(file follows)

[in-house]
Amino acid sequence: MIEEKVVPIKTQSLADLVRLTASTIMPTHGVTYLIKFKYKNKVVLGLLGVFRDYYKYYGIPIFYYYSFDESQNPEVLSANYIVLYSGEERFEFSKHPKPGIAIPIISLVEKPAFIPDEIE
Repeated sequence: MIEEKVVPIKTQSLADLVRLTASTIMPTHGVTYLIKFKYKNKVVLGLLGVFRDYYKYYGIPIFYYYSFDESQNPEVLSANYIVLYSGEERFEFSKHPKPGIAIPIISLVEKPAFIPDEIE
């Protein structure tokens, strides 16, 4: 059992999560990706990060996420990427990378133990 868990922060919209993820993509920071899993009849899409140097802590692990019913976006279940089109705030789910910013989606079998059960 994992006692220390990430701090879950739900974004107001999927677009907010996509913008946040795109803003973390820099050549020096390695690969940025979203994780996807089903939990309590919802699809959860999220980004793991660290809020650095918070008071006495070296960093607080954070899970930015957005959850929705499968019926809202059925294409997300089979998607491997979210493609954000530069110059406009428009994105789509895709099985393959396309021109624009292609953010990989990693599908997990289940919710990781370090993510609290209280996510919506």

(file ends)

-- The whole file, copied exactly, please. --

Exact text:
[in-house]
Amino acid sequence: MIEEKVVPIKTQSLADLVRLTASTIMPTHGVTYLIKFKYKNKVVLGLLGVFRDYYKYYGIPIFYYYSFDESQNPEVLSANYIVLYSGEERFEFSKHPKPGIAIPIISLVEKPAFIPDEIE
Repeated sequence: MIEEKVVPIKTQSLADLVRLTASTIMPTHGVTYLIKFKYKNKVVLGLLGVFRDYYKYYGIPIFYYYSFDESQNPEVLSANYIVLYSGEERFEFSKHPKPGIAIPIISLVEKPAFIPDEIE
């Protein structure tokens, strides 16, 4: 059992999560990706990060996420990427990378133990 868990922060919209993820993509920071899993009849899409140097802590692990019913976006279940089109705030789910910013989606079998059960 994992006692220390990430701090879950739900974004107001999927677009907010996509913008946040795109803003973390820099050549020096390695690969940025979203994780996807089903939990309590919802699809959860999220980004793991660290809020650095918070008071006495070296960093607080954070899970930015957005959850929705499968019926809202059925294409997300089979998607491997979210493609954000530069110059406009428009994105789509895709099985393959396309021109624009292609953010990989990693599908997990289940919710990781370090993510609290209280996510919506």